What can be done?
It's not all negative news in the political climate. In recent polling from 2018, the APALA, AAJC, and APIA reported that Asian American voter enthusiasm had increased to 48%, a large upward spike from the 28% enthusiasm rate in 2014. There are many ways that Asian American political engagement can be enhanced. There are 3 critical and easily implementable steps that can be taken toward increasing registration and turnout. As a first move, political campaigns should attempt to increase Asian American outreach. A study by Temple University found that voter contact before an election increased voter turnout. In California, the practice of phone banking increased Asian American turnout by 10%. Reaching out to voters increases voter turnout and registration by making the recipient feel more welcome and important, as well as initiating political curiosity for potential future voters. Second, language barriers against voting must be eliminated. Without unnecessary language barriers, potential voters will be able to better comprehend the electoral process, and better understand the unique platforms that political candidates have. Jurisdictions must be required to fully comply with Section 203 of the Voting Rights Act by providing properly trained multilingual poll workers as well as properly translated ballots. Another way to improve access to ballots is to decrease the minimum population threshold requirement for the translation of ballots and other materials into various languages. Many states have already taken initiative: California has utilized state-specific election laws that guarantee language assistance, and Illinois provided Korean ballots for the 2016 election, even when it was not required. In 2014, New York expanded language assistance toward non-English speakers. Furthermore, political campaigns should provide translations of their platform and stances of issues, as a means to help eligible voters with limited English ability. Through the expansion of these language assistance programs, language barriers that had previously prevented eligible voters from taking part in the electoral process will diminish in their restrictions and limitations. Finally, in order to increase engagement, US states can remove their restrictive registration barriers. States should begin initiatives to enact new policies like automatic voter registration and expanded early voting as a means to increase voter registration and engagement. Currently, policies like the "exact match" protocol are failing: Asian Americans face the lowest percentage of voter registration, at only 56%. Asian Americans are 6 times more likely to have their voter registration delayed or rejected than whites, due to slight misspelling from transliterated names. Georgia recently provided a clear example of this: In 2016, thousands of Asian American applicants were rejected due to slight spelling differences in their identification forms. A delay or rejection in an application can have a diverse range of effects. Rejection can not only prevent applicants from registering in time to vote, but also make applicants both feel unwelcome and frustrated at the registration process, potentially leading them away from political engagement in the future.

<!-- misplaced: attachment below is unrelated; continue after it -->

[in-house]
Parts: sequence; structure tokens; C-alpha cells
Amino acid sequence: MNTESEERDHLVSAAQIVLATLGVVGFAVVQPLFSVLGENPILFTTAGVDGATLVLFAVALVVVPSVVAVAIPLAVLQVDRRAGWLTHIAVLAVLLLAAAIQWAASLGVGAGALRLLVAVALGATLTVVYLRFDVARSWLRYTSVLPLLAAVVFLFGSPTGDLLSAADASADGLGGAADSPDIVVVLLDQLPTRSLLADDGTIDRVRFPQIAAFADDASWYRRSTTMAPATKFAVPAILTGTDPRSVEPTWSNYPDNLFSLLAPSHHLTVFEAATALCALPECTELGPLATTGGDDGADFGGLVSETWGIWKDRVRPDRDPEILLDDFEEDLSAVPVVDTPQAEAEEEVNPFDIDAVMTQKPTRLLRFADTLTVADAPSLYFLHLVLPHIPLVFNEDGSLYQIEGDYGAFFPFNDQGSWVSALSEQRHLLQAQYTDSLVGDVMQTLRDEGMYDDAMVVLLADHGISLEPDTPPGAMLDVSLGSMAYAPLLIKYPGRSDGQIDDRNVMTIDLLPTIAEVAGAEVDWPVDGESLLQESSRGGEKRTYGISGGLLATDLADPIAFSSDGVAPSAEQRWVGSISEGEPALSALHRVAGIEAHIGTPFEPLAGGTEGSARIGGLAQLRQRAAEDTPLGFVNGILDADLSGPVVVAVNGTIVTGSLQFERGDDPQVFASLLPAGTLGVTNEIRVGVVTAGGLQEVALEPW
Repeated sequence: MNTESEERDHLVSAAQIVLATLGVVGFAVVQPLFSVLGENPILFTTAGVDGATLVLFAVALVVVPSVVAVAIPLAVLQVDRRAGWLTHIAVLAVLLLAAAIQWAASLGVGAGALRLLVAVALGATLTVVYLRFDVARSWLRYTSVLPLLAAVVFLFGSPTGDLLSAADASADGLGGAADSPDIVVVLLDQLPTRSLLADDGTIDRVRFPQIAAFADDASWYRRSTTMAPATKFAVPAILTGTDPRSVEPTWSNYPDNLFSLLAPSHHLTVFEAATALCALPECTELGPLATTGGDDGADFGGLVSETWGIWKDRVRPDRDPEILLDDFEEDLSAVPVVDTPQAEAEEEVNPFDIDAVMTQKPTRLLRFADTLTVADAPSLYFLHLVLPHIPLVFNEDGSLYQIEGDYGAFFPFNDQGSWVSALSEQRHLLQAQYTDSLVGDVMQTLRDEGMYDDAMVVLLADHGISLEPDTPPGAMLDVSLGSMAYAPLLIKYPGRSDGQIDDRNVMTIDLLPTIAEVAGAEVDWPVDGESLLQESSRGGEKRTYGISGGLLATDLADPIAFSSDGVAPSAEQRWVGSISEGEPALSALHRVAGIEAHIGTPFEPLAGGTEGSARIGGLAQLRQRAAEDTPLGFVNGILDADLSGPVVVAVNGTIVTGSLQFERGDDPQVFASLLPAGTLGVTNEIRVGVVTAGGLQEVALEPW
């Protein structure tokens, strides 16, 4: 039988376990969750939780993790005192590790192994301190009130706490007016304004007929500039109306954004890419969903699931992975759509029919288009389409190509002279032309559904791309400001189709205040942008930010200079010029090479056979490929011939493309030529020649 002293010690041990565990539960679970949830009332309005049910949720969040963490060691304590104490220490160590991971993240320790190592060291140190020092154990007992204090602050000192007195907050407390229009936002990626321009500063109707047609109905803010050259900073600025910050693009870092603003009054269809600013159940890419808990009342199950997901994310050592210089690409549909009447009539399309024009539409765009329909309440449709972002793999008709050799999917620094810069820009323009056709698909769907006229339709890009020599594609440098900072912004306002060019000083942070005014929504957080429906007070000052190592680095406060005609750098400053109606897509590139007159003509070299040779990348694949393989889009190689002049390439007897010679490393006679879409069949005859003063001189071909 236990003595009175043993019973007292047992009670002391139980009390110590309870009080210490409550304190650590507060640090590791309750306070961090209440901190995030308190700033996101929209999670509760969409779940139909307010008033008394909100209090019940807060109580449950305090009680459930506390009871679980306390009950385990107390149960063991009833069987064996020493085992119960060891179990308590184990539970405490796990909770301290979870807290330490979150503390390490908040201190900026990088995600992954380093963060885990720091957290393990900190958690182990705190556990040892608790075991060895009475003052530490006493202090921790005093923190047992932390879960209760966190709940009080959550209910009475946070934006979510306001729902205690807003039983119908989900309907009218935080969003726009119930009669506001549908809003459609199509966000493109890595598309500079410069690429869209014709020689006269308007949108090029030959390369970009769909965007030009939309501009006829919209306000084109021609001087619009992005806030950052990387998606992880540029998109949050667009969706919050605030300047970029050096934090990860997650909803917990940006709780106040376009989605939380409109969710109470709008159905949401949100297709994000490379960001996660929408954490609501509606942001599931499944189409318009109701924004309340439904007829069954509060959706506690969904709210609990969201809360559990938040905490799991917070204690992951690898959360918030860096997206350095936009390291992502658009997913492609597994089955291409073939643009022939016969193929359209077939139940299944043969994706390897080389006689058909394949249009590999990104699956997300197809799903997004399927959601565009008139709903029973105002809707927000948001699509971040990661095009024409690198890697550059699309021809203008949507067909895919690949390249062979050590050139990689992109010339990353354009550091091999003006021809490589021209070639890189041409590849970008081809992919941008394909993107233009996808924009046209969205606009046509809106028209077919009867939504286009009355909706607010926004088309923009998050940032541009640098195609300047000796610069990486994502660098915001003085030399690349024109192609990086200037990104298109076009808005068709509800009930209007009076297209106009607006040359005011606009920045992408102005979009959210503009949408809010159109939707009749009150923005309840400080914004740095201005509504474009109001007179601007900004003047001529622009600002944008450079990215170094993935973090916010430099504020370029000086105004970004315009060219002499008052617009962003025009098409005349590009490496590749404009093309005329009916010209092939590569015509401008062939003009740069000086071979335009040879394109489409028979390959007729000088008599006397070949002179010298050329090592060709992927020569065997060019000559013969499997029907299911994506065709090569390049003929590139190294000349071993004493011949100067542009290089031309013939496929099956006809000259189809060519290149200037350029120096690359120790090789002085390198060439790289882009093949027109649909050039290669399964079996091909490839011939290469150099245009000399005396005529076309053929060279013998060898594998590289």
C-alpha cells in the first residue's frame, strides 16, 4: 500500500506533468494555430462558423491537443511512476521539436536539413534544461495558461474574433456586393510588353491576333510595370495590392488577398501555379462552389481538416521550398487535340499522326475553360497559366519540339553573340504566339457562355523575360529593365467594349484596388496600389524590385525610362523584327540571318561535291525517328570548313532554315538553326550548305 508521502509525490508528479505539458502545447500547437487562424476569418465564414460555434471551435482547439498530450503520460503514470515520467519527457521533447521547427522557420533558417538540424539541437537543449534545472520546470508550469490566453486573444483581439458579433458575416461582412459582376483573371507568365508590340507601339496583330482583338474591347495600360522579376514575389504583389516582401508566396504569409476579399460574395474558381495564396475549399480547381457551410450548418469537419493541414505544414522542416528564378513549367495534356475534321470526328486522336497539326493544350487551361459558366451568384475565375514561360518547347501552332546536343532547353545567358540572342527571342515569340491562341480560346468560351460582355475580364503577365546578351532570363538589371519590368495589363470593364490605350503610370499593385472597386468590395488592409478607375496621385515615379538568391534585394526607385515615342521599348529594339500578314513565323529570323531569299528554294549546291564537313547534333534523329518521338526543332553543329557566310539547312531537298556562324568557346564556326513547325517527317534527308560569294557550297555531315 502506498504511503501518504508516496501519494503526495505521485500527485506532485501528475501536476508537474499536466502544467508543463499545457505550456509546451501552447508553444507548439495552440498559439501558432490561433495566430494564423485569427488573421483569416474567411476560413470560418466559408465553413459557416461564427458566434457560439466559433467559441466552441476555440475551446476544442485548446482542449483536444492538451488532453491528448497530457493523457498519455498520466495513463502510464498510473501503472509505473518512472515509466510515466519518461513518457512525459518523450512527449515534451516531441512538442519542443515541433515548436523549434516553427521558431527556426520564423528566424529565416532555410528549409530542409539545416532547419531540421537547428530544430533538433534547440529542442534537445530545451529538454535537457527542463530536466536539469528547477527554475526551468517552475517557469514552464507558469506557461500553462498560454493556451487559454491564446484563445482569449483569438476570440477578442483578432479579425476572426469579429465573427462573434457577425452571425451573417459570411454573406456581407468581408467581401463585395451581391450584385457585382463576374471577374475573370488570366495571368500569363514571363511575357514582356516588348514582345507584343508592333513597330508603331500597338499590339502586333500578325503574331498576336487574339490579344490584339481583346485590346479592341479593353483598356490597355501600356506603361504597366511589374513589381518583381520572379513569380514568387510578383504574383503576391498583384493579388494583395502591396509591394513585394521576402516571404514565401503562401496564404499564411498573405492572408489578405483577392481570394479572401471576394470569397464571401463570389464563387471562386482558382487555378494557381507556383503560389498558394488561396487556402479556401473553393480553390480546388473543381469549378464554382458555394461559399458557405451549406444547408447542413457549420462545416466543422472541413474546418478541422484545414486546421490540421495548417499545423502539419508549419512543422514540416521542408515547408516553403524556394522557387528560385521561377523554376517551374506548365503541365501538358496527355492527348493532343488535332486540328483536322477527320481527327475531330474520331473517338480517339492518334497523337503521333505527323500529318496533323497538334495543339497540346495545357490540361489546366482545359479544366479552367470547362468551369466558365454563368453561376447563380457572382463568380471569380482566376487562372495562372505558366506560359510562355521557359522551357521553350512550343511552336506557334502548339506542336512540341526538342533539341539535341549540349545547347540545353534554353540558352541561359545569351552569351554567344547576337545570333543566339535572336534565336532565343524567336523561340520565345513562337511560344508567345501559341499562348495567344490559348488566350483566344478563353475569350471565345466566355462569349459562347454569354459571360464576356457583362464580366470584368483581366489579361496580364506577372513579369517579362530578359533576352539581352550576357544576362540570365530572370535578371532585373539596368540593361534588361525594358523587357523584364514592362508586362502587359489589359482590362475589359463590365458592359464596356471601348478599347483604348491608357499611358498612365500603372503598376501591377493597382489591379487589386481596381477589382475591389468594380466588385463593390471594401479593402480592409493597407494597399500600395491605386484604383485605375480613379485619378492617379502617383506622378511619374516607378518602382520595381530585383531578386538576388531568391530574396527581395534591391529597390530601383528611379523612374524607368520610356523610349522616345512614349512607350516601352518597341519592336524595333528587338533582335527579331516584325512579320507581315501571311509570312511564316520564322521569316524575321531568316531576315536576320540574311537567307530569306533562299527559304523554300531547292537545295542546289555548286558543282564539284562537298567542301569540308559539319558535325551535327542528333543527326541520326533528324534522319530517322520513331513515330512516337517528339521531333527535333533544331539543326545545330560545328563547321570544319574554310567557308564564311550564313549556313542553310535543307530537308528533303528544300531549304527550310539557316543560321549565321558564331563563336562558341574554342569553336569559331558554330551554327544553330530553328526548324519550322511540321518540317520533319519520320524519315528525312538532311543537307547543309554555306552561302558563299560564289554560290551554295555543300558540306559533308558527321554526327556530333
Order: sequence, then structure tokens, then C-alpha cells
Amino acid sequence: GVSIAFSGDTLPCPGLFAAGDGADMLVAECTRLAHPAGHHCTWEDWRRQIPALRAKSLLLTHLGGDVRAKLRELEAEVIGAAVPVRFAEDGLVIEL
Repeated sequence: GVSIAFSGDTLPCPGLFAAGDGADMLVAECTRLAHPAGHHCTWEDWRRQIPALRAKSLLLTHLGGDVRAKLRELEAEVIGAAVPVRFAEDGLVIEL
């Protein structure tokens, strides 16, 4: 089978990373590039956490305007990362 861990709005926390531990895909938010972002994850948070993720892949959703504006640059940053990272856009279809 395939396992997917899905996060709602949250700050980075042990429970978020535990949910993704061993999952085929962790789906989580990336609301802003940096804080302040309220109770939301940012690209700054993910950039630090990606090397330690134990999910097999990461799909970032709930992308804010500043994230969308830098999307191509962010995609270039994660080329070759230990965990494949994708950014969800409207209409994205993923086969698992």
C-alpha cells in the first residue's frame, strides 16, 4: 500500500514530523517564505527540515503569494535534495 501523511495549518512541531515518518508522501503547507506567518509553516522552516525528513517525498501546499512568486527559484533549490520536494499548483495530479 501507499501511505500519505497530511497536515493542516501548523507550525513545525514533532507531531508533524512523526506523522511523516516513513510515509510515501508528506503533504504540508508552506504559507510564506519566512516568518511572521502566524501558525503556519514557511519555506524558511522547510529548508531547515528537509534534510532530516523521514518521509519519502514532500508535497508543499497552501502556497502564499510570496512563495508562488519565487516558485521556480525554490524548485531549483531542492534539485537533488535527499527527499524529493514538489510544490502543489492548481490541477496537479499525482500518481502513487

The social and ethnic makeup of the United States is dramatically changing. Minority groups are growing in population at rapid rates, and it is estimated that by 2043, there will be no clear racial majority. With these changing times, politicians must look toward new methods to increase overall voter turnout, political engagement, and voter registration. Changes must be made so that every American is able to utilize their most essential right: the right to vote.